The event ran smoothly, although later in the day it was noted that the police were instructing drivers to refrain from using their horns around the Houses of Parliament, following complaints from those within that they were unable to work for the noise, the irony of which was not lost on operators who have been unable to work since March.

Despite best efforts, it did not prove possible to arrange a suitable rendez-vous point for coaches to park in London, where the press and media could gather to listen to operators’ messages, but at the last minute a site near Luton airport for interviews with the BBC and to hear speeches from a number of those who have been affected on how they are, or are not, coping.

Ian Jones of Backhouse Jones, who have been providing ongoing support and advice to the Honk for Hope UK movement, summed it up as ‘a fantastic day.’ He drew comparisons to the Jarrow March, and likened the day to the little ships of Dunkirk, seeing the smaller and independent operators gathering together for the greater good. He said that the coach industry has probably never worked so closely on such a huge scale, and that everyone should give themselves a clap for what has been achieved.

Ian called for three things which are needed to help keep the industry secure: a replacement for the furlough system, which will end long before operators are back to full strength; help with finance, and action to provide security for those operators whose vehicles are secured by personal guarantee and whose homes are at risk.

Although the background to the day was a serious and somewhat depressing one, all of those in attendance agreed that it had been a good day, with agreement from many that it was remarkable to have organised the event in such a short time. One operator, who was faced with losing all he had worked for, thanked Jenna and all those present, for giving him hope in what was a very dark moment for him.

Lee Johnson of Johnson Bros. said that it was as if the taps had been turned off, and although some companies like his had a long history and were in the fortunate position of having some financial grounding to allow them to remain viable, the Government needs to see the effect that is rippling through the industry.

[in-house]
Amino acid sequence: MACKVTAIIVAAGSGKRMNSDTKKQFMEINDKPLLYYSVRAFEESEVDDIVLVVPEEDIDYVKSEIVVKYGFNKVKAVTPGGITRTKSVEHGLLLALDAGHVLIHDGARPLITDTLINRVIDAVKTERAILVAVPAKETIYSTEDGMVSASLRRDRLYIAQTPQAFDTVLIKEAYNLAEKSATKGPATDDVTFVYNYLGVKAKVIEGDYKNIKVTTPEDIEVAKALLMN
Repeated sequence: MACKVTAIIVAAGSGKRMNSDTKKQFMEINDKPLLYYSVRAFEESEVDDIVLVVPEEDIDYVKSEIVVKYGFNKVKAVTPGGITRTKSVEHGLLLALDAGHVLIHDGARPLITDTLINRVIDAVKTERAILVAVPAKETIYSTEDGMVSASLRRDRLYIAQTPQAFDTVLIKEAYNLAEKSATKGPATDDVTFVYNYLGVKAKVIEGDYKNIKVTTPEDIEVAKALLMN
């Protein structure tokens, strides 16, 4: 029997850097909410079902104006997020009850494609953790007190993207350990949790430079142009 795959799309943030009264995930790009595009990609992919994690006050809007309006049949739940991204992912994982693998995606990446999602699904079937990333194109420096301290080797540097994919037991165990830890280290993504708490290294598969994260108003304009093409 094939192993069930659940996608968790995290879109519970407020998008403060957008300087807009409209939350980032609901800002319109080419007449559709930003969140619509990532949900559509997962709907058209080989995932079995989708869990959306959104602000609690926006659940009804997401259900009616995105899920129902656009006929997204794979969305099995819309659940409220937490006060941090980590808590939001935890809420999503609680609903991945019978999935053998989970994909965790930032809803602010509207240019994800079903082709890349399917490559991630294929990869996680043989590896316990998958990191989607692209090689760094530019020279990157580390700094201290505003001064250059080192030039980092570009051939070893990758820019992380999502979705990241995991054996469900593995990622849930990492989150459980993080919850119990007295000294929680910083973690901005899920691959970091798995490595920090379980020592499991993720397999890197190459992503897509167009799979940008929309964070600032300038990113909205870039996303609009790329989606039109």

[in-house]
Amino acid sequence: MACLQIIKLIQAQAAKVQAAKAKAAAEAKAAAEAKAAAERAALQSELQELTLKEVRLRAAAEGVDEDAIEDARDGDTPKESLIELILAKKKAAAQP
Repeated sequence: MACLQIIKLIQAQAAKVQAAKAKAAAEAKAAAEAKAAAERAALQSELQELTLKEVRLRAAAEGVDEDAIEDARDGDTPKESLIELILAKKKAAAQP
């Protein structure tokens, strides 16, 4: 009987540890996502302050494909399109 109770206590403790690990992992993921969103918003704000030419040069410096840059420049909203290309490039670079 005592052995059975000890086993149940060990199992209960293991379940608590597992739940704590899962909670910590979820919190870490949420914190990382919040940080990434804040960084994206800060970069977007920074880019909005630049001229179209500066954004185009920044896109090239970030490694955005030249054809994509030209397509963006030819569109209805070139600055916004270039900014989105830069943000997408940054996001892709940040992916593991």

Alexander Ehrlich, Austrian founder of the Honk for Hope movement, took the time to travel to London to be a part of the day, and was also there to address operators in Luton. “It was very important for me to be here,” he told CBW. “I think that the UK gave additional thrust and momentum to the fight for survival. In other countries there was a big ‘hurray’ when we heard that Jenna and Matthew [Forsyth] had organised the Lightwater Valley event.

“Among all the countries, the UK is the best organised. There is not one driver here without a tie, the British coach industry has shown its level of professional standing. We are calling for help, but we don’t want to provoke bad feeling. The people who saw us today are our passengers, it’s not good to make them angry. We need to make them understand we need help.

“For me personally, I think that for tourism across Europe, there have been two crises this year, coronavirus and Brexit. For the coach industry, political borders don’t count. We go everywhere, and we are united.”

It remains to be seen what effect the protestations will have, and the industry is clear that it is not just looking for a handout, but for support to help it stay afloat through the quiet winter season so that it can thrive and play its part in helping the travel and tourist economies grow again once the coronavirus crisis is behind it. Those present in London and Luton agreed that whatever the outcome, there had already been the positive benefit of the industry being able to come together, to put on its best clothes, put coaches on the road and do itself proud, which had already given much needed hope and positivity to those who have seen no work since March.